• Partitioning can force drive letter assignment changes, conflict with existing file system problems, and cause other issues, so data center personnel should expect the possibility of some problems with the technology.

Division Lesson

At its core, partitioning is the process of dividing hard drives into separate storage areas, or partitions, to make use of previously unused disk space. According to Curtis Breville, data storage evangelist for Crossroads Systems (www.crossroads.com), partitioning was originally designed to dedicate part of a disk drive to a specific purpose to allow the data to be physically close together and speed up access to data on a device that used random-access searching.

“Partitioning also allowed for better use of disk space and kept one application from taking away space needed by another. With astute planning and accurate growth prediction, each application would have the right amount of storage, and there would be less wasted disk [space],” Breville says.

Today’s flexible partitioning technologies continue to build on that performance-enhancing tradition, delivering automated and unattended operations, RAID support, dynamic disk support, Windows-based tools for on-the-fly partitioning, and even bootable recovery media to enable partitioning operations while systems are offline. Also relatively new is thin provisioning, which allows partitioning without the need to physically allocate storage at initial setup.

Partition Plan

Data center managers who neglect to implement partitioning for fear of disrupting delicate system environments might be pleased to learn that partitioning can occur while systems are online. However, before moving ahead with partitioning, experts recommend some basic planning procedures to ensure that the technology is working to its full potential.

“Typically, after the goals and business case for partitioning have been established, history performance data on existing servers and applications is collected to assist in the planning process as well as information on the importance of each application to the business,” explains Gary Thome, director of strategy and architecture for Infrastructure Software and Blades at HP (www.hp.com). “Architectures and partitioning software are chosen based on the goals of the project, along with plans for management, high availability and disaster recovery, and backup and security procedures.”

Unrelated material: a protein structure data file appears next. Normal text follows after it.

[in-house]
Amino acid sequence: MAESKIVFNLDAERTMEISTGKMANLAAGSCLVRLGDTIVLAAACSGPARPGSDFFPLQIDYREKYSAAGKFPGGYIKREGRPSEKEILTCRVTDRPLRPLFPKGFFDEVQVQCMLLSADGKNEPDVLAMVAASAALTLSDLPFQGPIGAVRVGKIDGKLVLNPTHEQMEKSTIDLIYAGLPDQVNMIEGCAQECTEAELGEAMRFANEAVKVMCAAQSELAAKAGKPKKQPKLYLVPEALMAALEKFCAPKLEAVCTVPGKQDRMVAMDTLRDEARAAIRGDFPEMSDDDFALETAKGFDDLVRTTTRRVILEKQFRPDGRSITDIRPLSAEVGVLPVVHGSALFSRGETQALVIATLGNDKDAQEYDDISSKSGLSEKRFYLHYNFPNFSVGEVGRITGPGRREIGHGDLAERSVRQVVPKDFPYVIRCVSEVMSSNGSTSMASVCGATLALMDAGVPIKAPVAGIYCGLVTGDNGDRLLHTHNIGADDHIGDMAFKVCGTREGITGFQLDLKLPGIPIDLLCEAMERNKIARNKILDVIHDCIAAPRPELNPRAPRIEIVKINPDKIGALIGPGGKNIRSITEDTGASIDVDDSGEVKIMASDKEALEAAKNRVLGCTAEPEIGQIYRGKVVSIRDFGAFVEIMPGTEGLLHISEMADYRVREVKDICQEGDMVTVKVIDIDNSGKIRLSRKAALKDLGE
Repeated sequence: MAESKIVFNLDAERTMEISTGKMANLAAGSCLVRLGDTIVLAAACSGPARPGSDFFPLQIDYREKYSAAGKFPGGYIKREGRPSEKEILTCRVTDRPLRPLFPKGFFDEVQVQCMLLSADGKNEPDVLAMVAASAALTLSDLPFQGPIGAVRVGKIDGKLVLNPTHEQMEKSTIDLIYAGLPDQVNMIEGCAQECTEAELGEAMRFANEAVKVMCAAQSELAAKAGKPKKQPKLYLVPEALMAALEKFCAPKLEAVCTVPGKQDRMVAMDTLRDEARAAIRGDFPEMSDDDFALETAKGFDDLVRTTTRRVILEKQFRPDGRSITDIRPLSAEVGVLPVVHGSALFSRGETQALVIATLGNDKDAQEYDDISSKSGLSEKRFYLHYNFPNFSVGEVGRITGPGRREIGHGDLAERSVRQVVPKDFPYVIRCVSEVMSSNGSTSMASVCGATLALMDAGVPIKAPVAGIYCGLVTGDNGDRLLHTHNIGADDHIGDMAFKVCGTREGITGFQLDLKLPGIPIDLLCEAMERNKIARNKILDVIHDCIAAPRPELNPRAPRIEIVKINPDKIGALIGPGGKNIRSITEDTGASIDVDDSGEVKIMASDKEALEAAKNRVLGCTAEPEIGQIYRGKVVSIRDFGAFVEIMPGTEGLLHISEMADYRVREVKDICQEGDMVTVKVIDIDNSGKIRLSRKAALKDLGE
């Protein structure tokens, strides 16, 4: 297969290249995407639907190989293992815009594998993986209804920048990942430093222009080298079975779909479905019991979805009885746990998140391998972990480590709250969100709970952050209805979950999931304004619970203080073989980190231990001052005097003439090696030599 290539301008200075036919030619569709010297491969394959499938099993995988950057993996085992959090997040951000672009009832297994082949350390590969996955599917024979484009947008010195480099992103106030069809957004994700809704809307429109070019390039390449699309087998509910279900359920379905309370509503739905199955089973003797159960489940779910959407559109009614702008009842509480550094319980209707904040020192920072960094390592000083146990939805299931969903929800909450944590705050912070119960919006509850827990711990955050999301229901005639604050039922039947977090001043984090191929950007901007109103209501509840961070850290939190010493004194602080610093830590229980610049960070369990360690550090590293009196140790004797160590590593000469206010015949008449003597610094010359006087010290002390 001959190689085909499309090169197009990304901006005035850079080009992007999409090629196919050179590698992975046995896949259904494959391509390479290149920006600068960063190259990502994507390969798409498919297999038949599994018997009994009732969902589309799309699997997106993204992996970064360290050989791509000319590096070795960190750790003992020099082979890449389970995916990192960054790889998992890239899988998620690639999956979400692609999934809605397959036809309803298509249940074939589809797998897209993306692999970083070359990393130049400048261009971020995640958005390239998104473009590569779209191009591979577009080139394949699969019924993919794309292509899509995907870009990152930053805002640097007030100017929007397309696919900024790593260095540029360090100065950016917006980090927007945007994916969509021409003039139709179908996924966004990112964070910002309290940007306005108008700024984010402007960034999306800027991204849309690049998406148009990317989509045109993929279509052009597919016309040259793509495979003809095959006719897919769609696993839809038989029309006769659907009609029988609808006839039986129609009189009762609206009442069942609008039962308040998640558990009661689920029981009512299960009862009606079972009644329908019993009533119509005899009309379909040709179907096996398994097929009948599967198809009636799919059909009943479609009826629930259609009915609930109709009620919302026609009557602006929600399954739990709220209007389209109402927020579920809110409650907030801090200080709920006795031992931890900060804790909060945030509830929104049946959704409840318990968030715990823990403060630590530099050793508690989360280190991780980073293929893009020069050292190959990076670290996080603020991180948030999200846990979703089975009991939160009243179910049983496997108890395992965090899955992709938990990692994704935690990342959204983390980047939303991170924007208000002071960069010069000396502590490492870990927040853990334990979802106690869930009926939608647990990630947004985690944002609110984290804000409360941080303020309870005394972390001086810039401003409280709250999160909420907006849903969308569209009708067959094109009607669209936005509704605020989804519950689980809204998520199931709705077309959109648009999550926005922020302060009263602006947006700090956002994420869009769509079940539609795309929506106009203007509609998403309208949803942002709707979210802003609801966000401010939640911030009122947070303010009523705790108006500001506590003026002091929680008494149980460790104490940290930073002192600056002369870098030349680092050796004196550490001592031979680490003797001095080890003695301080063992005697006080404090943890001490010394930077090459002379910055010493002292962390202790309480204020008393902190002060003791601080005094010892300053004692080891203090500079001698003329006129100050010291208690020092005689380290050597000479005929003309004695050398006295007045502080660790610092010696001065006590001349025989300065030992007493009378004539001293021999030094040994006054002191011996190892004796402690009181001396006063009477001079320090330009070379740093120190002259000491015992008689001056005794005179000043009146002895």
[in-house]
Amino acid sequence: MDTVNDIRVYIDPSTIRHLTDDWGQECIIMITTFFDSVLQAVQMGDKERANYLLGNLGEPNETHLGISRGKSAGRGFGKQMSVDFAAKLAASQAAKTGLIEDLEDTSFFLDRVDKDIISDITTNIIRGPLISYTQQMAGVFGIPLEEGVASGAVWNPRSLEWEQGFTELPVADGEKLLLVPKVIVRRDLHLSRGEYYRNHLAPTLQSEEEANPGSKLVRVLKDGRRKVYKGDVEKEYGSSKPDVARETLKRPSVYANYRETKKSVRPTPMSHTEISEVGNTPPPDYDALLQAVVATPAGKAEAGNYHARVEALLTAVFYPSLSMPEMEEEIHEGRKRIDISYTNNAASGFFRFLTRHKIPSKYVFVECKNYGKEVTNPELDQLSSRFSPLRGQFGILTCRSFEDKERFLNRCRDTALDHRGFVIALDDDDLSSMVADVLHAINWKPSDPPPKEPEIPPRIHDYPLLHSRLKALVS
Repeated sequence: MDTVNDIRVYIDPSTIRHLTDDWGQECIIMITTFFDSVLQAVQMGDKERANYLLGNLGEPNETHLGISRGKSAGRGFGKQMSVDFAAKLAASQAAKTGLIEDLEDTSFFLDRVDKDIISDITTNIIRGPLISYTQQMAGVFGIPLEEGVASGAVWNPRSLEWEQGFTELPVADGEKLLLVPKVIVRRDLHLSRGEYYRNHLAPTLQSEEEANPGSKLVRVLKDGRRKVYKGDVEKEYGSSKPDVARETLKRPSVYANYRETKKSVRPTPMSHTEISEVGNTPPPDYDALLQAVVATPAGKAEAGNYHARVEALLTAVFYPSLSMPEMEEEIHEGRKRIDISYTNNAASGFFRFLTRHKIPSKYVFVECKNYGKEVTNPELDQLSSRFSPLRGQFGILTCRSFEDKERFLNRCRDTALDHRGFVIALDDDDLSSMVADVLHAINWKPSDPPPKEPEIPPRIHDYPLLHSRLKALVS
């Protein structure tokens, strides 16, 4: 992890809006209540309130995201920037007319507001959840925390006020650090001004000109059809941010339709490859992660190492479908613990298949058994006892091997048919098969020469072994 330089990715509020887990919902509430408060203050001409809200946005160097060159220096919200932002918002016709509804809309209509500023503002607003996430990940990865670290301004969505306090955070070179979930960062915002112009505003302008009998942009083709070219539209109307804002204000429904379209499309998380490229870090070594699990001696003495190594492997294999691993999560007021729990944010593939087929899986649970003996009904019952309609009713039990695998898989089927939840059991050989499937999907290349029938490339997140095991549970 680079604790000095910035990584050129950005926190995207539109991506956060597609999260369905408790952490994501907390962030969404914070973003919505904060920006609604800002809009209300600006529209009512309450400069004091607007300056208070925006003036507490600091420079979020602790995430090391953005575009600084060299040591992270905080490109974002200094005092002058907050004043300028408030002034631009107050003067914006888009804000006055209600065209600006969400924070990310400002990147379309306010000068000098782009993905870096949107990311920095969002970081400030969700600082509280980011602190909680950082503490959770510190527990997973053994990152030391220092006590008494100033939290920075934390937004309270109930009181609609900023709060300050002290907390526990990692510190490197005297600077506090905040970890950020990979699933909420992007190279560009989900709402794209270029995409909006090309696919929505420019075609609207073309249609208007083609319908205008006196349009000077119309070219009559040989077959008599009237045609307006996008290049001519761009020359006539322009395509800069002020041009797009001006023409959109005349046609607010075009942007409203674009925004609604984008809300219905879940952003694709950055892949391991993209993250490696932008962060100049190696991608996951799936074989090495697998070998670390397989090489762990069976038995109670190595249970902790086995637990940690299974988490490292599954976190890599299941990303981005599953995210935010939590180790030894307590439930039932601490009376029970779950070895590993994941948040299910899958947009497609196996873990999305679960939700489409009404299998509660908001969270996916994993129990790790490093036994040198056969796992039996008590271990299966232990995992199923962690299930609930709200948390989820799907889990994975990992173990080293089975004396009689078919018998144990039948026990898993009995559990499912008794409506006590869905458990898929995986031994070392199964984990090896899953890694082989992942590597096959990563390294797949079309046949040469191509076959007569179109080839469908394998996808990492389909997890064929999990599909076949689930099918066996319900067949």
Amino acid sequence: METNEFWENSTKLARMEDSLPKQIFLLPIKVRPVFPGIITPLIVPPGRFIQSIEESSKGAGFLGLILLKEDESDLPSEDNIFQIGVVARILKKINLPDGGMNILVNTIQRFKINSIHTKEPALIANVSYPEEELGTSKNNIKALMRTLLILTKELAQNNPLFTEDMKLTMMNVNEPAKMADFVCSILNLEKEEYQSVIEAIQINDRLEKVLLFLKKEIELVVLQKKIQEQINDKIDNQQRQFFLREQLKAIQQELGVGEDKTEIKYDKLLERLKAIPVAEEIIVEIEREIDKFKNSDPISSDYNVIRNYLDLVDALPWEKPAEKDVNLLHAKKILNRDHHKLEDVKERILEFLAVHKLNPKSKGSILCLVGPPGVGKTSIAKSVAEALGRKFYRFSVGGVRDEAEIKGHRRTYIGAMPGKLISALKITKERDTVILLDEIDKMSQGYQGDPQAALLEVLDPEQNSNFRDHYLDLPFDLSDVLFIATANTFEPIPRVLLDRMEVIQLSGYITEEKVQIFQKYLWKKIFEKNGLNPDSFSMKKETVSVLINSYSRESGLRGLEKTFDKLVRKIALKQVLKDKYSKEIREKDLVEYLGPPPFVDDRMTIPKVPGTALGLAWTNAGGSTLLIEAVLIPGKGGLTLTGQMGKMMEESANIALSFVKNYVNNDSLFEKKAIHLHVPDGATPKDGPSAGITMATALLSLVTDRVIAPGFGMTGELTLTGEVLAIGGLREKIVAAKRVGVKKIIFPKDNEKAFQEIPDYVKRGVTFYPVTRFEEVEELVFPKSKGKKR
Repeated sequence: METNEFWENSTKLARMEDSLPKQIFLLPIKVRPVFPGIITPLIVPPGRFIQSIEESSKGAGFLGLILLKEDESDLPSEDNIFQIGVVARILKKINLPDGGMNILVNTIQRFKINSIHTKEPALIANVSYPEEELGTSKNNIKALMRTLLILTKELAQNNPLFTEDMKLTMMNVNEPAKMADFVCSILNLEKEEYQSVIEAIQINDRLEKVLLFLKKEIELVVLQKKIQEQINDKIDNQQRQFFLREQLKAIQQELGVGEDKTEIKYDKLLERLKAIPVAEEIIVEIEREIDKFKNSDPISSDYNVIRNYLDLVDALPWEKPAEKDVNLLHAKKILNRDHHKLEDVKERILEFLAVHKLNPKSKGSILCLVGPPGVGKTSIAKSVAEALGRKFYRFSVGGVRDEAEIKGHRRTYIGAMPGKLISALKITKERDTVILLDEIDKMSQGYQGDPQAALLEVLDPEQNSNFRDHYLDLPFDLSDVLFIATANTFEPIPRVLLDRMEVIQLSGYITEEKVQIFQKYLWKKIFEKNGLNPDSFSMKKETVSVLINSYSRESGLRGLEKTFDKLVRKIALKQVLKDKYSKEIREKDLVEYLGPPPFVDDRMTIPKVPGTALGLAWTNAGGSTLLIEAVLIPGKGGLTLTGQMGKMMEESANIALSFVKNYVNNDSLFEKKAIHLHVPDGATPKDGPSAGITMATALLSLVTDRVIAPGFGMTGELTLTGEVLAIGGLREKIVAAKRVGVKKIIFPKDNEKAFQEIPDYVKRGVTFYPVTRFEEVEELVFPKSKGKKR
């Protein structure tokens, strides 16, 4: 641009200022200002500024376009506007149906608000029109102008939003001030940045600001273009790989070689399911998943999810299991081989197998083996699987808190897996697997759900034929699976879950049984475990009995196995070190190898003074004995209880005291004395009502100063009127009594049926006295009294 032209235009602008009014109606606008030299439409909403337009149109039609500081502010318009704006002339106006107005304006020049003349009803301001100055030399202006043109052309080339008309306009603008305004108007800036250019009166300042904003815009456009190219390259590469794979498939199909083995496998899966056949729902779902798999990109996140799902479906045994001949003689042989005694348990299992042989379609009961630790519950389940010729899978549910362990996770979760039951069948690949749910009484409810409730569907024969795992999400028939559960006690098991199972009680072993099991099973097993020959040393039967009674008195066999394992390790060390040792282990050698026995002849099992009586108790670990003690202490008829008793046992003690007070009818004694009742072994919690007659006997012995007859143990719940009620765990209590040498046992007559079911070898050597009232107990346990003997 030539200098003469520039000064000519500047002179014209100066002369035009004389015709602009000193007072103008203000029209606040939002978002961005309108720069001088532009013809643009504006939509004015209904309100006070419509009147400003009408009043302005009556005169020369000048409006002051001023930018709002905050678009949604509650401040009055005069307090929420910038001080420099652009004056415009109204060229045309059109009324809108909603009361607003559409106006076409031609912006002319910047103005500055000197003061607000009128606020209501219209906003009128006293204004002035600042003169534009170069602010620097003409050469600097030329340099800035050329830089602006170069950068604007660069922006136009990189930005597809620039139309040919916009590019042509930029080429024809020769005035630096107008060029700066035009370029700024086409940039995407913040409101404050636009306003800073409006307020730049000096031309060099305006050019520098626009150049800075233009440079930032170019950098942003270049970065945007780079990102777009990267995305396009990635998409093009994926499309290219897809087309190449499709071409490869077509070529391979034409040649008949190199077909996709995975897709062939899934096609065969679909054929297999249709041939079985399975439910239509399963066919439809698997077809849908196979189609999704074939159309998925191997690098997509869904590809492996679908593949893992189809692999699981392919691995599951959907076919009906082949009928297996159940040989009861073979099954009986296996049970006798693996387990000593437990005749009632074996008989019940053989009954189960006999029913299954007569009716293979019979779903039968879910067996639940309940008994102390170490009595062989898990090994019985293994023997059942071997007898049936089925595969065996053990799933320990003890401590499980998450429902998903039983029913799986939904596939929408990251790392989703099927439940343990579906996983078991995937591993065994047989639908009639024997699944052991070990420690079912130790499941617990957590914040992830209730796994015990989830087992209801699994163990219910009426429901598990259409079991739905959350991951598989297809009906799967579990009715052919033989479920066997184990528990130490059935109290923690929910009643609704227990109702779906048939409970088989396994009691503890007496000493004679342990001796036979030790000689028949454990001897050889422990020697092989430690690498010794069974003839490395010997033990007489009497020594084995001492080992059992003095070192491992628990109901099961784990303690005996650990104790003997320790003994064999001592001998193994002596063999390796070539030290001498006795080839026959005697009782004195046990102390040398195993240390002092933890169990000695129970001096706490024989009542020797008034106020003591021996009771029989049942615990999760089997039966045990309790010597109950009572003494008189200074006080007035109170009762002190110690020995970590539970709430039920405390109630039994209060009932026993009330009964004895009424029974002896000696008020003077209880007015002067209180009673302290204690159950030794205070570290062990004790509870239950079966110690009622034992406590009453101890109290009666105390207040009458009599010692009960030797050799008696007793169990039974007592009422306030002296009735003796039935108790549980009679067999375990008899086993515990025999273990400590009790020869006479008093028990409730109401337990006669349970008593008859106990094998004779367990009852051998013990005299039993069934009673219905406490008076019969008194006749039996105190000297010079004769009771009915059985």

Thome also recommends determining the metrics the data center uses (or will use) to measure success. For example, is IT judged based on response time to end users? On percent of unplanned downtime? On costs of capital expenditures or of the power bill? Also, data centers planning to implement partitioning should gather utilization data from their existing servers, storage, and applications, Thome says.

The actual process of partitioning new or existing drives is surprisingly simple. “Most partitioning utilities show each hard drive in the system with graphic representation of the partition layout. After installing the partitioning software, an operation such as resizing partitions is usually as easy as dragging the border of a partition to the desired size or entering the desired size of the partition in numerical form, before allowing the application to carry out the partitioning operations behind the scenes,” Paragon’s Thomas says.

Rolling partitioning into production—that is, moving programs and data into a partitioned environment—can be accomplished with tools that automate the transfer of applications from physical servers to virtual servers, Thome says. From there, data centers can use ongoing monitoring and capacity planning to ensure the optimal distribution of workload and resources.

Tread Carefully

Although partitioning is generally a safe process, it’s not without pitfalls. For example, Thomas warns that when booting a server from recovery media, drive letter assignments might display differently than how they appeared in the host operating system. Further, he warns that file system errors and bad sectors can cause numerous problems, so it’s wise to check for physical errors and file system errors before creating or modifying partitions.

James Wilson, product manager for HP StorageWorks, says that another concern with storage cache partitioning is that the time required to move cache is variable and does not address short-term hot spots or sudden changes in workload. Further, the cache being moved is not available to any partition from the start of the move until the cache is reassigned to the new partition.

Despite these potential drawbacks, partitioning is here to stay in data center environments as an effective method for increasing operational efficiency. “Partitioning is like cutting a child’s birthday cake,” Thome says. “As long as you plan ahead and measure carefully, everybody is going to be happy.”